Godich: “When he’s playing well, he’s a true force.” You could say that about a lot of guys.

Herre: The thing is, Michael, Couples’s back has been in and out for 20 years. I don’t think he’d last long if he had to play a 7,500-yard course every week.

Hack: A full PGA Tour schedule for Fred would yield a few exciting weeks. Contention in L.A. and Houston, a round or two of intrigue at Augusta. I just don’t think the putter will allow for much more.

Garrity: But that’s what’s so intriguing about Couples, Damon. He’s a better putter now than he was a decade ago, when he was very “jabby” on the greens. Maybe it’s the slower greens, but I don’t close my eyes anymore when he’s bent over a 4-footer.

Morfit: A full PGA Tour schedule for Fred would yield a few exciting weeks. Contention in L.A. and Houston, a round or two of intrigue at Augusta. I just don’t think the putter will allow for much more. If they held every tournament at Riviera and or Augusta, he’d be in business. Which reminds me, I got dibs on Fred for Masters pool.

Van Sickle: I think we’ve already seen that Fred can’t putt quite well enough to win on the PGA Tour anymore. Maybe he could catch lightning in a bottle one week. I’d love to see it but I don’t think he can keep his back healthy enough to practice long enough to get his game sharp enough again to win on the big tour.

Tell us what you think: If the rules allowed for the late switch, who would you rather see playing on the U.S. Presidents Cup team: Tiger or Freddy?


Bamberger: Quick poll: when Ben Crane and Webb Simpson were in the playoff at the McGladrey Classic, who were you rooting for? I’m going underdog. I like ’em both, and Ben’s slow pace (though improving) really is a buzz kill, but I just find him super likable, a wry guy under all that Tourwear. Webb will be around for years. Crane, who knows?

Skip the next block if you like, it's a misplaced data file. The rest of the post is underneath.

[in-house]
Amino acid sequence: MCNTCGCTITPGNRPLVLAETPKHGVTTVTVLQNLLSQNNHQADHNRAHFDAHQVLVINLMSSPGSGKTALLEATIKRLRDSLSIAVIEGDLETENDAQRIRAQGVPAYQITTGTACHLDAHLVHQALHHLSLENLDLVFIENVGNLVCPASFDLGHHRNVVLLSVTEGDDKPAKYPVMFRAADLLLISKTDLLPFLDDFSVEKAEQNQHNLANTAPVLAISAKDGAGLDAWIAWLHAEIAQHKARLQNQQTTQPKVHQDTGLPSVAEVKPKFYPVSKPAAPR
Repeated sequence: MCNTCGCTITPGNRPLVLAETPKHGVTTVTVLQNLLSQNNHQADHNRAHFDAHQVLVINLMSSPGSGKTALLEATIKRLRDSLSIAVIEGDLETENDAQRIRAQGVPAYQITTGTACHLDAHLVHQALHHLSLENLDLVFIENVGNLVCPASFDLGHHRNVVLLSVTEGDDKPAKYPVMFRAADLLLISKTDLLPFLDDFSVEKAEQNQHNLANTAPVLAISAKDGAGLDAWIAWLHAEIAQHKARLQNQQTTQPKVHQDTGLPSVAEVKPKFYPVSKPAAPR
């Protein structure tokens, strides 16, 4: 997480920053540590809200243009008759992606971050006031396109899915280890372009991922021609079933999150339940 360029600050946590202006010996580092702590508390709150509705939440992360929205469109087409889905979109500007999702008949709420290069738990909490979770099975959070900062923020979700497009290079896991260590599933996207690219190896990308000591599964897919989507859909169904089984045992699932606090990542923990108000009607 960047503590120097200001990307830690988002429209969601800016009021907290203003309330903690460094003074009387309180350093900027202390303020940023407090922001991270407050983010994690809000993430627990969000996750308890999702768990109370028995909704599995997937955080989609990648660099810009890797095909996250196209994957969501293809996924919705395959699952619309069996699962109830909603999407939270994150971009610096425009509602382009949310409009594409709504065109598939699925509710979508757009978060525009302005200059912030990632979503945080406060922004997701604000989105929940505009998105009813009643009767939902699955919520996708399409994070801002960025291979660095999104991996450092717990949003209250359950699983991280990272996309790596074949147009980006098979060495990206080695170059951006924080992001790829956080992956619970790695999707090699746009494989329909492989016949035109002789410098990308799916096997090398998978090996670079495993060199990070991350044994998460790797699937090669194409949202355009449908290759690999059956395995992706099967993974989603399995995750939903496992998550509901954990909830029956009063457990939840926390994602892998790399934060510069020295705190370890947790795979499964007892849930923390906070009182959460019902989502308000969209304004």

Lipsey: Slow play is unforgivable and unforgettable. Simpson is my man.

Herre: Crane is maddening to watch. I can’t get past that.

Bamberger: Well, they’re pretty much all slow, with a very few exceptions. It’s a question of degree of slowness.

Herre: Crane is friggin’ glacial.

Lipsey: MB, you’ve railed against slow play for eons. How can you support Crane? Nice guy, sure, but he’s a poster boy for a major plague of the game.

Van Sickle: Crane was slow. On one iron shot in the playoff, I timed him at 1 minute 1 second to hit the shot but that was only after Golf Channel cameras switched over to him, probably 15 seconds or more after Simpson played. Crane took 30 seconds before he even set up to the ball and then, as soon as he did, he backed off. That said, Webb Simpson isn’t any speed merchant, either. I’ve been critical of LPGA players for their slow pace, and Crane and Simpson were turtles, too. If Crane had been on the clock because his group was out of position (standard tour procedure), I don’t think he played a single shot in the playoff within the 45-second allotted time.

Godich: Simpson. The U.S. is looking for young stars. Three wins in less than two months would have been quite the statement.

Gorant: Can I go back in time and continue rooting for Michael Thompson?

Mick Rous, SI Golf+ Interne: Some of Ben Crane’s YouTube videos were pretty hilarious, especially the one on him learning to play faster. Unfortunately, it is still miserable to watch him out there. I really like the guy, but I think Simpson domination is better for the sport all around. I’ve become a big fan of his.